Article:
Helicobacter pylori Accumulates Photoactive Porphyrins and Is Killed by Visible Light
Ganz, R. A.
Tolkoff, M. J.
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CitationHamblin, M. R., J. Viveiros, C. Yang, A. Ahmadi, R. A. Ganz, and M. J. Tolkoff. 2005. “Helicobacter Pylori Accumulates Photoactive Porphyrins and Is Killed by Visible Light.” Antimicrobial Agents and Chemotherapy 49 (7): 2822–27. https://doi.org/10.1128/aac.49.7.2822-2827.2005.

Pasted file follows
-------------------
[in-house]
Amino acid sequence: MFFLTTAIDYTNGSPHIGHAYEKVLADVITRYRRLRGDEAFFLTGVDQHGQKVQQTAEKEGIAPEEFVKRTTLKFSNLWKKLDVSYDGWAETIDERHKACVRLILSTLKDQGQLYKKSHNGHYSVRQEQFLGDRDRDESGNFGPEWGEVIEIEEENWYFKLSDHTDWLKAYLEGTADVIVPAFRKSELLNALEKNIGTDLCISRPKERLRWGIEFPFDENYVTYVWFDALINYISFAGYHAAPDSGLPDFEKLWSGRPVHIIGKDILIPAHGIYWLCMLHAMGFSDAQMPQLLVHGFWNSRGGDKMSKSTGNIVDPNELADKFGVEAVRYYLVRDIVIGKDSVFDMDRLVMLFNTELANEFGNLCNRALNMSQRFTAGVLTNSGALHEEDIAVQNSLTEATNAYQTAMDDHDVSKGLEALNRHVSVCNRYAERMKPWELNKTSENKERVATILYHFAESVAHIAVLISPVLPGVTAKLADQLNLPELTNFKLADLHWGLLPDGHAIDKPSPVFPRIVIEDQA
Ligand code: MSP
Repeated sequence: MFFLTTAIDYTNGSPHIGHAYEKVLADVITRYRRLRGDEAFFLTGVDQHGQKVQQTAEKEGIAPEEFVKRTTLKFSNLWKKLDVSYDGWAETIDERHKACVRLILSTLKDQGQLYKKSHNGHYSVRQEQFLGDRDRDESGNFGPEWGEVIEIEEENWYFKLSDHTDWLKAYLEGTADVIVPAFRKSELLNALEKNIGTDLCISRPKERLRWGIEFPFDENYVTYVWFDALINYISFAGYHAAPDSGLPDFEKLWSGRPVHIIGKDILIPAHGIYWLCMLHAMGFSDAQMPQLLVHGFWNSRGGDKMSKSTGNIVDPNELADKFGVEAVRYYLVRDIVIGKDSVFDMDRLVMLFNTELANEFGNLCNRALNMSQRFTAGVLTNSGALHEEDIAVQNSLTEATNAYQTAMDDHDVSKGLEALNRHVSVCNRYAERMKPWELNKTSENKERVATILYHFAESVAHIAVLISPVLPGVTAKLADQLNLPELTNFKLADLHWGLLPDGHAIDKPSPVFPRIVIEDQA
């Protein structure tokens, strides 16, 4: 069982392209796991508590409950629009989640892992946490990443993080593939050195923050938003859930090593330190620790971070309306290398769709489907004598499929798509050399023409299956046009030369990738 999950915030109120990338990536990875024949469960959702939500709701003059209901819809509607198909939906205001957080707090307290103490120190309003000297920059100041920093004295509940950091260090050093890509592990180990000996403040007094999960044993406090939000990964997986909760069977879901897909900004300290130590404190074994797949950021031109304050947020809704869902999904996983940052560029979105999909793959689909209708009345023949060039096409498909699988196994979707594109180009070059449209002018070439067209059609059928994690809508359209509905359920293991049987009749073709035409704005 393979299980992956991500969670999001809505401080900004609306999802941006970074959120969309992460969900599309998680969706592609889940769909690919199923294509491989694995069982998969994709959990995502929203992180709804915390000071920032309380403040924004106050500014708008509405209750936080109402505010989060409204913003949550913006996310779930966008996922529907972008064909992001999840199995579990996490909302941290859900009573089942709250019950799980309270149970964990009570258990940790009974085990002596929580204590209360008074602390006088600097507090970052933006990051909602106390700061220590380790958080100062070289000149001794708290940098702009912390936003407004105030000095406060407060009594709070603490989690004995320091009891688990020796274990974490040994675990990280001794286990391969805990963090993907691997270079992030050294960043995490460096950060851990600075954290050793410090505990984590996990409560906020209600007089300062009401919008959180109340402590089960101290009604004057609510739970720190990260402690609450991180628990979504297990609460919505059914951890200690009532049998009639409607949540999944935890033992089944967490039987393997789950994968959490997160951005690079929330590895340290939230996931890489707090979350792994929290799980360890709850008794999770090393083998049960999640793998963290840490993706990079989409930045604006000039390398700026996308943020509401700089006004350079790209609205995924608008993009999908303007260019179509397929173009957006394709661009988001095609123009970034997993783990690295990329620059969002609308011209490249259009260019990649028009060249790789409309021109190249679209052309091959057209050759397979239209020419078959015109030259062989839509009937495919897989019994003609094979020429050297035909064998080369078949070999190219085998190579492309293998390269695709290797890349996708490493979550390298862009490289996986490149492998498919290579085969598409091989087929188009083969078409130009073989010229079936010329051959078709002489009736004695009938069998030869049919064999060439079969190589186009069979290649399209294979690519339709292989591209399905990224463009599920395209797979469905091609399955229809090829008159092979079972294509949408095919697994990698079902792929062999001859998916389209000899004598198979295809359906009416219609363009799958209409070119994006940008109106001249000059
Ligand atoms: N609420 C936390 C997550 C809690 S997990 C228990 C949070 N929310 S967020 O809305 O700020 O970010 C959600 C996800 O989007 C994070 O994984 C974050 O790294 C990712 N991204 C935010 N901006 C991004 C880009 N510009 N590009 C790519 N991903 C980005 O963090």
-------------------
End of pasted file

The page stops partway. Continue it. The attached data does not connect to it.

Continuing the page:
AbstractHelicobacter pylori colonizes the mucus layer of the human stomach and duodenum, causes chronic gastritis, gastric ulcer, and is a risk factor for gastric adenocarcinoma. There is a 20% failure rate in antibiotic therapy, which is increasingly due to antibiotic resistance and necessitates the search for alternative antimicrobial methods. We have discovered that H. pylori when cultured in liquid medium, accumulates significant quantities of coproporphyrin and protoporphyrin IX, both in the cells and secreted into the medium. These photoactive porphyrins lead to cell death (up to 5 logs) by photodynamic action upon illumination with low doses of visible light, with blue/violet light being most efficient. The degree of killing increases with the age of the culture and is greater than that found with Propionibacterium acnes (another bacterium known to be photosensitive due to porphyrin accumulation). Both virulent and drug-resistant strains are killed. The data suggest that phototherapy might be used to treat H. pylori infection in the human stomach.
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